Peter Molyneux needs no introduction. The Lionhead head honcho has been an industry legend since, with Populous in 1987, he conceived the God Game. Having built up his development company Bullfrog to one of the world's biggest, he sold it to EA in 1995. He then started Lionhead in 1997, producing games like Black & White, Fable and The Movies. He sold Lionhead to Microsoft three months ago, and is currently working on Fable 2 for the Xbox 360 and on another as-yet-unannounced project.
The engagingly garrulous Molyneux was reluctant to speak to the press at E3, having just been inducted into Microsoft, but we caught up with him at his Guildford offices, and managed to worm some revelations from him on subjects as diverse as Fable 2, a hint as to the subject matter of his unannounced project, his views on next-gen consoles, why his Satellites scheme flopped and what it's like working for Microsoft. Here's the full transcript of Molyneux's first big major interview this year.
You may not be able to give us any details of Fable 2, but you must have goals dictating what you want to achieve with it, compared to the first Fable?
Yes, there is a list of things that we did wrong in Fable. In fact there are three lists that we made when we sat down with Fable 2: the things that we did that are atrociously wrong, the things that we did but had to throw away because either there wasn't enough time or they didn't fit, and the things we wanted to introduce that are new. The things that we did wrong include: the simulation kind of wasn't complete enough - it didn't have the impact that we wanted it to have; the mechanics were good, but could be better; stupid little things like the sneaking - you had to sneak by clicking and holding, which was exhausting.
There's a list of things like that - some of them are big things, and some are just really simple little things. So the approach that we took was to go down that list and say: "OK, we'll do this, this and this." Not only the things we promised, which people thought they were going to see in Fable... There is, for example, the classic acorn growing into an oak tree, that I mentioned in an interview some time and everyone latched on to. As merchandising, I'd love to give away grow-your-own Fable oak trees. So there is going to be a very tongue-in-cheek moment about acorns growing into trees. But there was a list of those things, some of which are things that maybe you wouldn't initially think of. For instance, I didn't really feel it was possible to, for example, play the whole game without using any magic, or to play a game as a swordsman, so you'd feel like a real swordsman. And obviously, there's a new story.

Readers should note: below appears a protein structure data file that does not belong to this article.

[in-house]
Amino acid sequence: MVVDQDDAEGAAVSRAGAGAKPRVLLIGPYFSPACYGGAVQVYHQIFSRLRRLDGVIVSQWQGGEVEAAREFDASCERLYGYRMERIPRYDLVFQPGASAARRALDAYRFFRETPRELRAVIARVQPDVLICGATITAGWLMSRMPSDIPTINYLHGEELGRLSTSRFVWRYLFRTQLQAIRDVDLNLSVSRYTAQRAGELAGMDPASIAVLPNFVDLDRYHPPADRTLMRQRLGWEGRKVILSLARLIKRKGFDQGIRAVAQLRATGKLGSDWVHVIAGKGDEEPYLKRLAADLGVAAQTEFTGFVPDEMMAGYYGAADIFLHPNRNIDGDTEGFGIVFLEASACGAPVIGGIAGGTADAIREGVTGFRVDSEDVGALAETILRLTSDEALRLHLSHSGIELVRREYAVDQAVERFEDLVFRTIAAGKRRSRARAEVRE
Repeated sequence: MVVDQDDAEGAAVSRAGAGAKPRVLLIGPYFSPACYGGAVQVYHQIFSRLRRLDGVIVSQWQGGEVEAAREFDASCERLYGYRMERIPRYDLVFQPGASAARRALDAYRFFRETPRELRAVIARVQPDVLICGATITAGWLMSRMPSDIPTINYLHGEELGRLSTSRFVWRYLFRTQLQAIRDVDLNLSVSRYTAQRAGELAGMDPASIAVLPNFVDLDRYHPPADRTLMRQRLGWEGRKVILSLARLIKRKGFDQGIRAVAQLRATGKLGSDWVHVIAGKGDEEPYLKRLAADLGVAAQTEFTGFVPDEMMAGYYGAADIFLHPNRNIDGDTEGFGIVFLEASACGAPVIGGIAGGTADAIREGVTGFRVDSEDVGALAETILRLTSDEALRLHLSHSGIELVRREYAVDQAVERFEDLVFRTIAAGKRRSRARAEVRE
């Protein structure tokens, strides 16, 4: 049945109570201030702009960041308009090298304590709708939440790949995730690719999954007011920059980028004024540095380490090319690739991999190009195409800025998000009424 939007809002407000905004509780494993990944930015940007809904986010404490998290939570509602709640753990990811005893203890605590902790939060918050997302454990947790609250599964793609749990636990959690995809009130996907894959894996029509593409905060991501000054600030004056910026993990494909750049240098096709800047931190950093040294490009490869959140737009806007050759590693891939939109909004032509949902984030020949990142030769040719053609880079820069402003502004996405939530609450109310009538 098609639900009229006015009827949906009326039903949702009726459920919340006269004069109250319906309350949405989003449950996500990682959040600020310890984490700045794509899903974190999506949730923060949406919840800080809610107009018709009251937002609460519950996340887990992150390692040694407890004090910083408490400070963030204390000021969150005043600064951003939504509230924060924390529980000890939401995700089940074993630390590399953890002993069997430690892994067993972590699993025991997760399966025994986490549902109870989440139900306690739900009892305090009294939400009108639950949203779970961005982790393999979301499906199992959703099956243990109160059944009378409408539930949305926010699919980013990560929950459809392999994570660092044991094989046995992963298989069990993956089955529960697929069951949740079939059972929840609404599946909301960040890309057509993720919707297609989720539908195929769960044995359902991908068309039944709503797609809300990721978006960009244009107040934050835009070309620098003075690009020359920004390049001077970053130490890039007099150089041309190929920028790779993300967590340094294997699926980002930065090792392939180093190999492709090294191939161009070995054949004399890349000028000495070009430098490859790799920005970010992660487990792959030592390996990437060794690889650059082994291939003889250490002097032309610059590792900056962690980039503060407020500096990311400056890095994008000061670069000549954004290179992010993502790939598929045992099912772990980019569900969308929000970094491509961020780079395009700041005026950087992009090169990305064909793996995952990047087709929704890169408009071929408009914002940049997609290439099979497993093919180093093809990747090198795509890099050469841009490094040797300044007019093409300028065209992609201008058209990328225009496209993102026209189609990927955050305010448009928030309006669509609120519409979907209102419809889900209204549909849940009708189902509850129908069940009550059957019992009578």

Those things are normally what goes into a sequel, and then, there are the big surprises. And there's a very, very, very big surprise in what Fable 2 has got, which I hope will be very unexpected. This is me in my PR mode, I must admit, but I haven't seen this particular thing - and it is one of the really big pillars of Fable 2 - done well in any game. In fact, it was done very well in one game, and that game is now almost 30 years old. That's a clue...
Also, people found Fable more linear than they thought it would be?
Yes. There are things like freedom and roaming; there are things like the story changing and adapting. These are obvious things if you're going to have a much stronger team, better planning and, strangely, more time to develop the game. Because of the way Fable was developed, it meant a huge amount of the development was done in the last year. So it feels to me as though we've got twice the amount of time. So, things like the linearity...
And this is another thing we've thought about a lot: OK you could be good or evil in Fable, but what about rich and poor, what about cruel and kind - what about those scales? How can you balance them to reflect what you're like as a person? Can I go through the whole game as one incredible hero, but being completely penniless? Or can I go through the game being not much of a hero but incredibly wealthy? There has been a lot of talk about those sort of considerations.
Are there any time-frames on Fable 2 yet?